If you are interested, Jess writes about it here. An excerpt to whet your palate:
I found it amazing to consider that a man or woman would walk around in a body that was their golden ticket, in the white skin that they wore often without knowing what that white skin entitled them to, and could still feel outcast and in the minority. Perhaps it is a testament to my religious insensitivity that I'm still astonished that a Jewish person could be white and still feel racially different.
Ali responds here.
But this tension arises because we have made race into a visual category into which we toss people rather carelessly. I had friend in college who frequently "passed" without wanting to, despite having a biracial African-American father because of her blond curls and blue eyes. And Jessica's right, white-looking folks tend to "watch purses" (among other things) in response to visual cues about race. But I look at my children, one of whom is Mexican-American and the other of whom is Ethiopian. When they walk around with their white-looking mama, they get tossed into "brown and black" categories or "Guatemalan and Foster Care" categories--none of which fit either of them in their glorious, specific selfhood.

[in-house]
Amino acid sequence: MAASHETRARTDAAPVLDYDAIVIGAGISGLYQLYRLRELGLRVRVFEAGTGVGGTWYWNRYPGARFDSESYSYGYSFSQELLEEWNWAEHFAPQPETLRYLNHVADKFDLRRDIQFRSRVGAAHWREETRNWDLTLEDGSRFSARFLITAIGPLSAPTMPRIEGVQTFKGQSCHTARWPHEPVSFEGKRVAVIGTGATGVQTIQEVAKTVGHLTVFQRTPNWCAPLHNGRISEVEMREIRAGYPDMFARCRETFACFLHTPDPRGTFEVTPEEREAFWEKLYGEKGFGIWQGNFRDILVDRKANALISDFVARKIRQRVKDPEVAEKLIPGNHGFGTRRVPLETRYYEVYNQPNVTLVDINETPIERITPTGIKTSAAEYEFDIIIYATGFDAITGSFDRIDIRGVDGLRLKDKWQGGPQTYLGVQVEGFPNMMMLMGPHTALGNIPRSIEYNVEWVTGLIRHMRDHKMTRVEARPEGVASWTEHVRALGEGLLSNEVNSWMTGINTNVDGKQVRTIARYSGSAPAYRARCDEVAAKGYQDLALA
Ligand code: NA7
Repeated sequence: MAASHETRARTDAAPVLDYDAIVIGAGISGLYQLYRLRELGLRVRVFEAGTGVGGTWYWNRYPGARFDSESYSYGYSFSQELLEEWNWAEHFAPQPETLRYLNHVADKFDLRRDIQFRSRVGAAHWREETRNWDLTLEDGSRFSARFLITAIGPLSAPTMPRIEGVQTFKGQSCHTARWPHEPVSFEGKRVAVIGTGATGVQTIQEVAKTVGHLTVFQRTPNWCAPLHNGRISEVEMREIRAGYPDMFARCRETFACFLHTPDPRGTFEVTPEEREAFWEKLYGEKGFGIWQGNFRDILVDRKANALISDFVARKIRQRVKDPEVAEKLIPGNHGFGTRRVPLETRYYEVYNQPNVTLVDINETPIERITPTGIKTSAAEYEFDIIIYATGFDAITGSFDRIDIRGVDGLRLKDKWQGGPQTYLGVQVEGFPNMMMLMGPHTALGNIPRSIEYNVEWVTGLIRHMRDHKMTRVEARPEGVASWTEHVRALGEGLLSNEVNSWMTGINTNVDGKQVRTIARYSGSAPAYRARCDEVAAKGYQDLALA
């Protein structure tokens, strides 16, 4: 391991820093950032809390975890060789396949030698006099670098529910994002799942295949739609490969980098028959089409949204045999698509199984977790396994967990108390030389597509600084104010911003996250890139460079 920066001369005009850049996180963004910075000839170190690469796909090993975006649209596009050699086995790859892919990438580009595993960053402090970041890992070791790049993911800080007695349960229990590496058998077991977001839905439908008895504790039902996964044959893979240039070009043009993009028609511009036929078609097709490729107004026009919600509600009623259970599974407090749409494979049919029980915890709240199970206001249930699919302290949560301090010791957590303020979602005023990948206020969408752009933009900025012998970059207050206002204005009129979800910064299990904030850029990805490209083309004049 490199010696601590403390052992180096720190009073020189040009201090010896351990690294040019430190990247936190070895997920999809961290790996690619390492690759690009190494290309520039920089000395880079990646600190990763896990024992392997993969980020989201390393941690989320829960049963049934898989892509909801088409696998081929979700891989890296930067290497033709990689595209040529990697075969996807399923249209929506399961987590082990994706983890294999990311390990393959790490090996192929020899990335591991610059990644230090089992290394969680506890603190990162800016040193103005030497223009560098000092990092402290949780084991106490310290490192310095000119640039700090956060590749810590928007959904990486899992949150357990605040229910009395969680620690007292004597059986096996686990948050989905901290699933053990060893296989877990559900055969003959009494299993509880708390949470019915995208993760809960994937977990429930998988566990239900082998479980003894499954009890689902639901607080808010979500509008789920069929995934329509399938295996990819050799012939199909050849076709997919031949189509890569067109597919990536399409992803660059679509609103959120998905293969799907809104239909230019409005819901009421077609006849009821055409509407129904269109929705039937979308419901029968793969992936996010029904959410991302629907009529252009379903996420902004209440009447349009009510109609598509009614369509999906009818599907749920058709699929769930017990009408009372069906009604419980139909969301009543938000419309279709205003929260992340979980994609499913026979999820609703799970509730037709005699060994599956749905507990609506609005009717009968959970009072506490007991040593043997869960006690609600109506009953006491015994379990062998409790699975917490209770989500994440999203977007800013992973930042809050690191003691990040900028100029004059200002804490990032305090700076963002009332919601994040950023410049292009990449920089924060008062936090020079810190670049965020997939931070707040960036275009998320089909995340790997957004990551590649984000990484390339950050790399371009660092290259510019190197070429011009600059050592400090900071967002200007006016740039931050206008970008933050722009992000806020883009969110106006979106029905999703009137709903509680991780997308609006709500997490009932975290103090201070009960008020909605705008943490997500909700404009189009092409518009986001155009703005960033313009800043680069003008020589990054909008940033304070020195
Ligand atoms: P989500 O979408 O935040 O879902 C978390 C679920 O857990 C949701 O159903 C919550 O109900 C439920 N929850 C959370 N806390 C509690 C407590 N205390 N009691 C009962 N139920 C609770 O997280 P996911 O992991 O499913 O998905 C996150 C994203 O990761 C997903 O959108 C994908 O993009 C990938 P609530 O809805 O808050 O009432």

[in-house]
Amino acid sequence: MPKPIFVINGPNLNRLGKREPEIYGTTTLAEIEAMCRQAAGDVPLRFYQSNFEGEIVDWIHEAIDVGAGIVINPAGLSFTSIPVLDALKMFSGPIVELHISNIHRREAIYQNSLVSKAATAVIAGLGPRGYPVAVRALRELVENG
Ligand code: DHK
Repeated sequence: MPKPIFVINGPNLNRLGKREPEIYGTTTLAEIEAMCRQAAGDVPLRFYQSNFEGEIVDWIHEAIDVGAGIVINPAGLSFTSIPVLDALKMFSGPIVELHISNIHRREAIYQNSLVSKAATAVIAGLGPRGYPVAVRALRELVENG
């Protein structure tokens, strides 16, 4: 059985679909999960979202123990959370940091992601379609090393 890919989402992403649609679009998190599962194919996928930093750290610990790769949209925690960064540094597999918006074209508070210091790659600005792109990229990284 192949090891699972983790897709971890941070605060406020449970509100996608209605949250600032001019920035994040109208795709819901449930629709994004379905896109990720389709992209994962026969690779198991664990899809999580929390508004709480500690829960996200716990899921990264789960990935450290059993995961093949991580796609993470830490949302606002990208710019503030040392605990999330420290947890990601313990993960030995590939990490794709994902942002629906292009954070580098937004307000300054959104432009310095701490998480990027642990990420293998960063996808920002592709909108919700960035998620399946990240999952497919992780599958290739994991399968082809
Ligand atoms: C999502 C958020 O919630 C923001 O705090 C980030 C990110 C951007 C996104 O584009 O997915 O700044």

I love these two women and have always loved them for their willingness to be vehement with me while also listening. Although they have never met in the flesh, my relationship with both of them on an individual level is shockingly similar. Go take a look.